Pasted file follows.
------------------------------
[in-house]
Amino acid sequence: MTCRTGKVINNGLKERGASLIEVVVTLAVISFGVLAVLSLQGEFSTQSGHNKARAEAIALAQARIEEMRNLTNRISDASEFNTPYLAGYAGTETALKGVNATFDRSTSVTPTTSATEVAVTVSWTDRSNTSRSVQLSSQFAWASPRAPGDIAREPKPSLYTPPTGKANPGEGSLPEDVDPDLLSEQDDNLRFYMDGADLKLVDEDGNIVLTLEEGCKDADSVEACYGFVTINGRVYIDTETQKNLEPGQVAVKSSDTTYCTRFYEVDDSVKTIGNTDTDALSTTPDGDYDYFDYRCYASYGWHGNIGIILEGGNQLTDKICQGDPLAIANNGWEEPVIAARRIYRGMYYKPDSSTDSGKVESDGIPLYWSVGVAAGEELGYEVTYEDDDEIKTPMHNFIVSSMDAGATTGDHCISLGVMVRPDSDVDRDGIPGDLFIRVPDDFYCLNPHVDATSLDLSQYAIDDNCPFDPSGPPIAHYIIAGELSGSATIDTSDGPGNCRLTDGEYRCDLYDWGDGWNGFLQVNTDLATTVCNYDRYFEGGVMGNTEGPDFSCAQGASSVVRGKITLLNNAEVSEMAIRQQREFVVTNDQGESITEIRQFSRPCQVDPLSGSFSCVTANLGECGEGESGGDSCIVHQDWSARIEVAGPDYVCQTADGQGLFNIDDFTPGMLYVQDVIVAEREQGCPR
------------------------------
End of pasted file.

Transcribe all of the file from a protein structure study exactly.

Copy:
[in-house]
Amino acid sequence: MTCRTGKVINNGLKERGASLIEVVVTLAVISFGVLAVLSLQGEFSTQSGHNKARAEAIALAQARIEEMRNLTNRISDASEFNTPYLAGYAGTETALKGVNATFDRSTSVTPTTSATEVAVTVSWTDRSNTSRSVQLSSQFAWASPRAPGDIAREPKPSLYTPPTGKANPGEGSLPEDVDPDLLSEQDDNLRFYMDGADLKLVDEDGNIVLTLEEGCKDADSVEACYGFVTINGRVYIDTETQKNLEPGQVAVKSSDTTYCTRFYEVDDSVKTIGNTDTDALSTTPDGDYDYFDYRCYASYGWHGNIGIILEGGNQLTDKICQGDPLAIANNGWEEPVIAARRIYRGMYYKPDSSTDSGKVESDGIPLYWSVGVAAGEELGYEVTYEDDDEIKTPMHNFIVSSMDAGATTGDHCISLGVMVRPDSDVDRDGIPGDLFIRVPDDFYCLNPHVDATSLDLSQYAIDDNCPFDPSGPPIAHYIIAGELSGSATIDTSDGPGNCRLTDGEYRCDLYDWGDGWNGFLQVNTDLATTVCNYDRYFEGGVMGNTEGPDFSCAQGASSVVRGKITLLNNAEVSEMAIRQQREFVVTNDQGESITEIRQFSRPCQVDPLSGSFSCVTANLGECGEGESGGDSCIVHQDWSARIEVAGPDYVCQTADGQGLFNIDDFTPGMLYVQDVIVAEREQGCPR